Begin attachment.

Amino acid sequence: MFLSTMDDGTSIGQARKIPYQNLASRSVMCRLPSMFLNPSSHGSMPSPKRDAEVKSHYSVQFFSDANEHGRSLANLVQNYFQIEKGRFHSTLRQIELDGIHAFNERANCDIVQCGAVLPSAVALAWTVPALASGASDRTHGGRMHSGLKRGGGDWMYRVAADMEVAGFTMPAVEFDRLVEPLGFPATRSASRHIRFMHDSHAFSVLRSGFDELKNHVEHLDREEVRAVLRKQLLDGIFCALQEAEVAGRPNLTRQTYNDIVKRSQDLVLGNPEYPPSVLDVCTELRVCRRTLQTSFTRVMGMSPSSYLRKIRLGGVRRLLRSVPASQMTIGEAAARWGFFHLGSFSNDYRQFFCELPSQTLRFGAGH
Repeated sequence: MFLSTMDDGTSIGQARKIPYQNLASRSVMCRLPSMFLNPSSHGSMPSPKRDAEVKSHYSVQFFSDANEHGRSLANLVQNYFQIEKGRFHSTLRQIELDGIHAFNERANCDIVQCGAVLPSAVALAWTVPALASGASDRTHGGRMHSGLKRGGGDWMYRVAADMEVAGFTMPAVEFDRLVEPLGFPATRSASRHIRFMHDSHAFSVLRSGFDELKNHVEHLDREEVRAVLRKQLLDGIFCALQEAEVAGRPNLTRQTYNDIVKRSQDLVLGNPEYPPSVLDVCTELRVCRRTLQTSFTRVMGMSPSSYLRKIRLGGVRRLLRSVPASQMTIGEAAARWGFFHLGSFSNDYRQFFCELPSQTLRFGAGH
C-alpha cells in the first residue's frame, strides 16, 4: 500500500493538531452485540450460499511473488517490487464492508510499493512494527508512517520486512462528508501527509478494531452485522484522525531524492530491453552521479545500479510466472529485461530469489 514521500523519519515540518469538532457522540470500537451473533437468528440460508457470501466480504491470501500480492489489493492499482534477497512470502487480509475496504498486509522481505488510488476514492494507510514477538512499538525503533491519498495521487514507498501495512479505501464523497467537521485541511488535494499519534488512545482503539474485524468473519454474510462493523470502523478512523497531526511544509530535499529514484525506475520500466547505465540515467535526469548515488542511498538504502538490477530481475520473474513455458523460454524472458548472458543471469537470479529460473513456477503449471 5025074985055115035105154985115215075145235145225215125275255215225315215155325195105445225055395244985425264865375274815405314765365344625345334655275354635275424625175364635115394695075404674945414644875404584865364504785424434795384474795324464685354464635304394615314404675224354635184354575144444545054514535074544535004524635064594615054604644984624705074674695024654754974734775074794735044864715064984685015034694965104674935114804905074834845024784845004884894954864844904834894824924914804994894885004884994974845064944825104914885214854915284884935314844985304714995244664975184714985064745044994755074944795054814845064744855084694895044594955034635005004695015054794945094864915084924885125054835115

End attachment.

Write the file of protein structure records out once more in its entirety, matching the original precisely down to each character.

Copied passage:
Amino acid sequence: MFLSTMDDGTSIGQARKIPYQNLASRSVMCRLPSMFLNPSSHGSMPSPKRDAEVKSHYSVQFFSDANEHGRSLANLVQNYFQIEKGRFHSTLRQIELDGIHAFNERANCDIVQCGAVLPSAVALAWTVPALASGASDRTHGGRMHSGLKRGGGDWMYRVAADMEVAGFTMPAVEFDRLVEPLGFPATRSASRHIRFMHDSHAFSVLRSGFDELKNHVEHLDREEVRAVLRKQLLDGIFCALQEAEVAGRPNLTRQTYNDIVKRSQDLVLGNPEYPPSVLDVCTELRVCRRTLQTSFTRVMGMSPSSYLRKIRLGGVRRLLRSVPASQMTIGEAAARWGFFHLGSFSNDYRQFFCELPSQTLRFGAGH
Repeated sequence: MFLSTMDDGTSIGQARKIPYQNLASRSVMCRLPSMFLNPSSHGSMPSPKRDAEVKSHYSVQFFSDANEHGRSLANLVQNYFQIEKGRFHSTLRQIELDGIHAFNERANCDIVQCGAVLPSAVALAWTVPALASGASDRTHGGRMHSGLKRGGGDWMYRVAADMEVAGFTMPAVEFDRLVEPLGFPATRSASRHIRFMHDSHAFSVLRSGFDELKNHVEHLDREEVRAVLRKQLLDGIFCALQEAEVAGRPNLTRQTYNDIVKRSQDLVLGNPEYPPSVLDVCTELRVCRRTLQTSFTRVMGMSPSSYLRKIRLGGVRRLLRSVPASQMTIGEAAARWGFFHLGSFSNDYRQFFCELPSQTLRFGAGH
C-alpha cells in the first residue's frame, strides 16, 4: 500500500493538531452485540450460499511473488517490487464492508510499493512494527508512517520486512462528508501527509478494531452485522484522525531524492530491453552521479545500479510466472529485461530469489 514521500523519519515540518469538532457522540470500537451473533437468528440460508457470501466480504491470501500480492489489493492499482534477497512470502487480509475496504498486509522481505488510488476514492494507510514477538512499538525503533491519498495521487514507498501495512479505501464523497467537521485541511488535494499519534488512545482503539474485524468473519454474510462493523470502523478512523497531526511544509530535499529514484525506475520500466547505465540515467535526469548515488542511498538504502538490477530481475520473474513455458523460454524472458548472458543471469537470479529460473513456477503449471 5025074985055115035105154985115215075145235145225215125275255215225315215155325195105445225055395244985425264865375274815405314765365344625345334655275354635275424625175364635115394695075404674945414644875404584865364504785424434795384474795324464685354464635304394615314404675224354635184354575144444545054514535074544535004524635064594615054604644984624705074674695024654754974734775074794735044864715064984685015034694965104674935114804905074834845024784845004884894954864844904834894824924914804994894885004884994974845064944825104914885214854915284884935314844985304714995244664975184714985064745044994755074944795054814845064744855084694895044594955034635005004695015054794945094864915084924885125054835115